In 2012, the “new proponent/owner,” QREC, presented the same project to the Provincial Development Council (PDC) but already with major changes/revisions—dam height to 62 meters and backwater impoundment with a capacity of already over 49.4 million cubic meters or nearly 50 million cubic meters.


In the Inabanga LGU position paper, the mayor asserted that the project type would now be Environmental Impact Assessment (EIA), not plain IEE, since the reservoir flooded area or water storage capacity exceeds the parameter of not more than 20 million cubic meters.

While the generation capacity would stay at 8mw, the proposed water impounding area was increased by almost three times of what was approved in the ECC amendment—from 40 hectares to 111.7 hectares, and so did with the dam height from 40 meters to 62 meters.

According to then Provincial Environment and Natural Resources Officer (PENRO) Nestor Canda, several violations to the ECC had already been committed.


In a Sta. Clara presentation just based on the IEE Report or IEER, barangay Cabatuan in Danao would be the only area in the construction of the Cantakoy HPP.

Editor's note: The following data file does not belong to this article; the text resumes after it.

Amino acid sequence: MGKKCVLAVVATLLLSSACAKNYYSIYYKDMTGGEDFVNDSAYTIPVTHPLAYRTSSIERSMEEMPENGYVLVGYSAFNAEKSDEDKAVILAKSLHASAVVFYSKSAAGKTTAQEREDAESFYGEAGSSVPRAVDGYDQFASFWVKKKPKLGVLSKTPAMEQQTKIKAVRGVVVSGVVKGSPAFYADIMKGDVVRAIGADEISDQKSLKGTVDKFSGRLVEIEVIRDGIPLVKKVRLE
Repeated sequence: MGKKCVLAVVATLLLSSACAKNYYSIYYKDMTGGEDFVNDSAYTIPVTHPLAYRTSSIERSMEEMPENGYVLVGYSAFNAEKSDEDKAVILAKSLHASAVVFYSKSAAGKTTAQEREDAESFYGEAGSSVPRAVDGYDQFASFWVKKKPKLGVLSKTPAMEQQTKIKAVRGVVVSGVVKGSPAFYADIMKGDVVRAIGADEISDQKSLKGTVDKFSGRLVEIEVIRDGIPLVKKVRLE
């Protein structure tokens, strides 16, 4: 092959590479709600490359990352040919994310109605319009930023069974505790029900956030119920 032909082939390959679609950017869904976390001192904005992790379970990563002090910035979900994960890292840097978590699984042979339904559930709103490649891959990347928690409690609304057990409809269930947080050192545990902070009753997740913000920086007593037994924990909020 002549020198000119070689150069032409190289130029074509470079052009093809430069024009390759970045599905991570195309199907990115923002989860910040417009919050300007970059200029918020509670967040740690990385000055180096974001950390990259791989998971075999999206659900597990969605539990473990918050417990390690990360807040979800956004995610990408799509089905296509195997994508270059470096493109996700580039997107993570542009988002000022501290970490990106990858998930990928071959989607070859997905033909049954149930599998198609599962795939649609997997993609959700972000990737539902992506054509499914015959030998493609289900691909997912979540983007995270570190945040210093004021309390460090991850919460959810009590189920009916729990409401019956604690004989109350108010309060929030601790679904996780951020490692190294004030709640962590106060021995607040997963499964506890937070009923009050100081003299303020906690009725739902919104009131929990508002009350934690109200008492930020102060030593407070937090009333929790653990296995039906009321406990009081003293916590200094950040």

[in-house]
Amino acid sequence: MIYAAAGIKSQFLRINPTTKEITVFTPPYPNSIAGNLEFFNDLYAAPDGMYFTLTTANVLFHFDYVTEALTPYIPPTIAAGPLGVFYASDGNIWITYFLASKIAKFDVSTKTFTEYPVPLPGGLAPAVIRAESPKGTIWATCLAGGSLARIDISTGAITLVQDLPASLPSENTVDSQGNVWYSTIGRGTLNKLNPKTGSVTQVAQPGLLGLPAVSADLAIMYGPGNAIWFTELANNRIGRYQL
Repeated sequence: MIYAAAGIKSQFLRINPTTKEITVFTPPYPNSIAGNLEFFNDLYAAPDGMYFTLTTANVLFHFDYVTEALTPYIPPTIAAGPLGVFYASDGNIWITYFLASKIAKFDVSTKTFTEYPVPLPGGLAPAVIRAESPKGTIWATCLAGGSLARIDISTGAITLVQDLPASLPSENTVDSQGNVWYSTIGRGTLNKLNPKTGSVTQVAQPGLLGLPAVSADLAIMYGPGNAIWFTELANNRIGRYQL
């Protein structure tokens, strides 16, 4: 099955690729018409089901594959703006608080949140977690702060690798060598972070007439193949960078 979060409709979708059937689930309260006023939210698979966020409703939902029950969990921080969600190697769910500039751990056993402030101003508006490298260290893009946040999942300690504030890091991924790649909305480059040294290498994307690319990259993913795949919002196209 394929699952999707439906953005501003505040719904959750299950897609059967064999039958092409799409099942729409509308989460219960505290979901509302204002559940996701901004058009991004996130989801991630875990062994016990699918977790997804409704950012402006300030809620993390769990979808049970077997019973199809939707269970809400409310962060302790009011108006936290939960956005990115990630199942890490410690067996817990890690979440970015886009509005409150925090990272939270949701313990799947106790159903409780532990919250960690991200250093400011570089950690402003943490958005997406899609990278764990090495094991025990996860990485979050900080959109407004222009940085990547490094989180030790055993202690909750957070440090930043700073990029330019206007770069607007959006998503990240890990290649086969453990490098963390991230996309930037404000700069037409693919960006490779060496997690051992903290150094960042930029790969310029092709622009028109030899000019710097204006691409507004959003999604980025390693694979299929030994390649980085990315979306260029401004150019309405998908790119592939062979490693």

But the Inabanga LGU refuted in its paper discussion by the mayor that while most of the facilities are located in Cabatuan, the dam itself would be “anchored” in barangay Sua, Inabanga on the other side.


The reservoir/impoundment area would cover Sua and barangay San Jose, also in Inabanga, and Cabatuan and barangays Carbon and Nahid in Danao as “parts of this barangay will be submerged.”

The project proponent claimed that the dam and rise of water level due to the structure will not affect the people, and that nobody owns the land in the project site.

This was refuted by the LGU in the mayor’s written discussion: “It’s not only housing that will be affected, but farmlands and tree plantations (as noted in the CENRO certifications), sources of food and people’s livelihood. Water quality would cause ecosystem imbalances that would influence the deterioration of the quality of life of both Inabanga and Danao communities.”

The project proponent also claimed that the National Commission for Indigenous People (NCIP) certified that no portion of any ancestral domain will be affected by the dam construction and areas to be submerged.

This was also refuted as just “general statement” having “no factual basis.”